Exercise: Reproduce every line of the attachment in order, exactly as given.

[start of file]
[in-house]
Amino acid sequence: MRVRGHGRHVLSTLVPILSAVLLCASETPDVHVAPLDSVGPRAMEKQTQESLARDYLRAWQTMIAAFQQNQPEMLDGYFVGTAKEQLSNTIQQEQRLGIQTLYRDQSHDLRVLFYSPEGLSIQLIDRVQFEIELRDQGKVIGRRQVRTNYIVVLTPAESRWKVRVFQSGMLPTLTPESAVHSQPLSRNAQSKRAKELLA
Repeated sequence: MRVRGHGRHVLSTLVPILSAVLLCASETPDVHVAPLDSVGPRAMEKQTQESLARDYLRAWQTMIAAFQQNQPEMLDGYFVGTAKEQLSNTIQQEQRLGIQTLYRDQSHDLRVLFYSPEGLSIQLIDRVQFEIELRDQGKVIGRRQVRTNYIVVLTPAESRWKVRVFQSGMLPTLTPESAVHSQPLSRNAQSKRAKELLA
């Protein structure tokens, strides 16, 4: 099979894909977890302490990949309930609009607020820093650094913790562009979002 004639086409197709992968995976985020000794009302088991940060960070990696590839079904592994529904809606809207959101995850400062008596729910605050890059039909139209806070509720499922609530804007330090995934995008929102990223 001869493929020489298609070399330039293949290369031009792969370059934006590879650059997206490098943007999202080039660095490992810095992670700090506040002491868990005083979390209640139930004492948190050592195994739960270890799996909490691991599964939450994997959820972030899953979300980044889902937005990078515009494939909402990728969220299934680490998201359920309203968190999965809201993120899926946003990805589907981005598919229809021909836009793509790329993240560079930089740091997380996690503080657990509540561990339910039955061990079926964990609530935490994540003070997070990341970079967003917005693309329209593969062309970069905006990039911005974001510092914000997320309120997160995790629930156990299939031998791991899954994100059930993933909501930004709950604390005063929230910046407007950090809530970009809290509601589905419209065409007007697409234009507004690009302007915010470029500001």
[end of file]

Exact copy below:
[in-house]
Amino acid sequence: MRVRGHGRHVLSTLVPILSAVLLCASETPDVHVAPLDSVGPRAMEKQTQESLARDYLRAWQTMIAAFQQNQPEMLDGYFVGTAKEQLSNTIQQEQRLGIQTLYRDQSHDLRVLFYSPEGLSIQLIDRVQFEIELRDQGKVIGRRQVRTNYIVVLTPAESRWKVRVFQSGMLPTLTPESAVHSQPLSRNAQSKRAKELLA
Repeated sequence: MRVRGHGRHVLSTLVPILSAVLLCASETPDVHVAPLDSVGPRAMEKQTQESLARDYLRAWQTMIAAFQQNQPEMLDGYFVGTAKEQLSNTIQQEQRLGIQTLYRDQSHDLRVLFYSPEGLSIQLIDRVQFEIELRDQGKVIGRRQVRTNYIVVLTPAESRWKVRVFQSGMLPTLTPESAVHSQPLSRNAQSKRAKELLA
């Protein structure tokens, strides 16, 4: 099979894909977890302490990949309930609009607020820093650094913790562009979002 004639086409197709992968995976985020000794009302088991940060960070990696590839079904592994529904809606809207959101995850400062008596729910605050890059039909139209806070509720499922609530804007330090995934995008929102990223 001869493929020489298609070399330039293949290369031009792969370059934006590879650059997206490098943007999202080039660095490992810095992670700090506040002491868990005083979390209640139930004492948190050592195994739960270890799996909490691991599964939450994997959820972030899953979300980044889902937005990078515009494939909402990728969220299934680490998201359920309203968190999965809201993120899926946003990805589907981005598919229809021909836009793509790329993240560079930089740091997380996690503080657990509540561990339910039955061990079926964990609530935490994540003070997070990341970079967003917005693309329209593969062309970069905006990039911005974001510092914000997320309120997160995790629930156990299939031998791991899954994100059930993933909501930004709950604390005063929230910046407007950090809530970009809290509601589905419209065409007007697409234009507004690009302007915010470029500001």